So far, 2009 is proving to be a little more Sushi in flava than Watermelon.
On New Year's Eve, while munching on homemade osenbe, I watched Red and White with my mother and her husband. A Japanese tradition that spans several decades, Kohaku Utagassen
(or Red and White) is a singing contest between two groups of professional singers. Broadcast on NHK, it's an unbelievable 4 1/2 hours long!
Featuring women singers representing Red, or Ko, and men as the White or Haku, this year's show featured a plethora of talent. Although the J-pop groups mostly annoyed me, I was very moved by the enka singers--especially a woman named Tendo Yoshimi. I like her a lot because she's also one of the chubbiest Japanese people I've ever seen. Rarely are Japanese nationals overweight, and I was initially surprised upon first laying eyes on this popular singer. Tendo is very stylish and and her voice is a powerhouse.
One interesting aspect of Red and White was the nonchalant way in which drag queens were presented as just another part of the show. Performing songs sung in their normal male voices, these gay men were dressed to the nines--sashaying it up for the screen. You'd think with their reputation as an extremely formal people, the Japanese would be the last to show openly gay male singers mixed in with the straight on a well-known national television show. I have to give them props for their inclusion of everyone because I can't imagine it happening here in the supposedly liberal West. But then again, Japan has kabuki which, although created by a woman, features only men playing all of the roles--male or female.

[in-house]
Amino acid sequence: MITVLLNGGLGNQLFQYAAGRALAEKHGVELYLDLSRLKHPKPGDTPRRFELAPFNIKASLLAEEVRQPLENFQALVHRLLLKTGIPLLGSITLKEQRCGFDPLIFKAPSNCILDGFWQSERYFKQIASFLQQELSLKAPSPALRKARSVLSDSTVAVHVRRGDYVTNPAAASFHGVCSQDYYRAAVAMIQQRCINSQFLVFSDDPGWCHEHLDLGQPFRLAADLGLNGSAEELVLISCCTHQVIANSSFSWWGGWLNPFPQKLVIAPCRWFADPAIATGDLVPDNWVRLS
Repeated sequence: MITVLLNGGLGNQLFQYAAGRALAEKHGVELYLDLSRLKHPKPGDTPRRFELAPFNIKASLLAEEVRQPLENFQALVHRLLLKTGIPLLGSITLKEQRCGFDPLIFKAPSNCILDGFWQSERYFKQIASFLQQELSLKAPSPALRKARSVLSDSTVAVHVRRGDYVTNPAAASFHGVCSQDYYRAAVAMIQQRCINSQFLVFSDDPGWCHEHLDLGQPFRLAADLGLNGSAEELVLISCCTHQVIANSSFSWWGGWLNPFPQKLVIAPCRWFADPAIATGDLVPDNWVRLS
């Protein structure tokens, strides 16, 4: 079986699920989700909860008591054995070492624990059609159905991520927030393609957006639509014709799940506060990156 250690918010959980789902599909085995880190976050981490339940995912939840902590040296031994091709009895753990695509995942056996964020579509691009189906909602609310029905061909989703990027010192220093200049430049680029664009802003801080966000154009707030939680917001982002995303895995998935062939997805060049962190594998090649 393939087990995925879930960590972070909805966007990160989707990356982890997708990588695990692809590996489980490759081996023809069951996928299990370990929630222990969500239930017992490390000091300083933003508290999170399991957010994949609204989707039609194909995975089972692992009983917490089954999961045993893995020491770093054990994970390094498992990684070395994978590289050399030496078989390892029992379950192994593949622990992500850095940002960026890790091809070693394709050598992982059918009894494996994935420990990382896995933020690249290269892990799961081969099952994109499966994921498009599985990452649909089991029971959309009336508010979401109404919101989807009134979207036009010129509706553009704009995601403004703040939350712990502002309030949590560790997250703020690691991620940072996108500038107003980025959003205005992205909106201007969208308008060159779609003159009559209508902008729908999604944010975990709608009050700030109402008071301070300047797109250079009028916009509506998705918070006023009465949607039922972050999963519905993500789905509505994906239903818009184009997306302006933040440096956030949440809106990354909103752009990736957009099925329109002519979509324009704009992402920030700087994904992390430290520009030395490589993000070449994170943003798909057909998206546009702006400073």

Another Red and White treat for me was the appearance of Jero--the young brother from Philly whose mother is hapa (Japanese/black). Jero's mother was in the audience tearfully congratulating her son for being invited to the show which is a great honor. Her crying caused Jero to cry. In fact, most of the audience was sniffling as Jero showed off his half black/half white jacket featuring a drawing of his late grandmother who taught him to speak Japanese and who turned him on to enka.
Tears also ran down the faces of some of the singers who had poems, written by loved ones, read to them by the hosts. I tell you, in spite of their reputation to the contrary, the Japanese are an emotional lot.
On to some Watermelon stories--sort of. Here's a link Marion sent from Maryland. If you recall, several years ago, an interracial couple had twins each of whom turned out to look fully white and fully black. Well, they did it again. So much for Hapa-dom!
And, finally, some news about both Watermelon and Sushi. It looks like the film production is on again as our producers have issued a national casting call. Email me if you'd like a copy of the casting notice. Although we're not certain yet where we'll be shooting, we're gathering our talent now. If you've purchased a Hapa*Teez t-shirt, please let us know so we can add you to the credits. firstname.lastname@example.org
Hopefully, you and yours enjoyed a HAPA New Year!
Your Hip Hapa,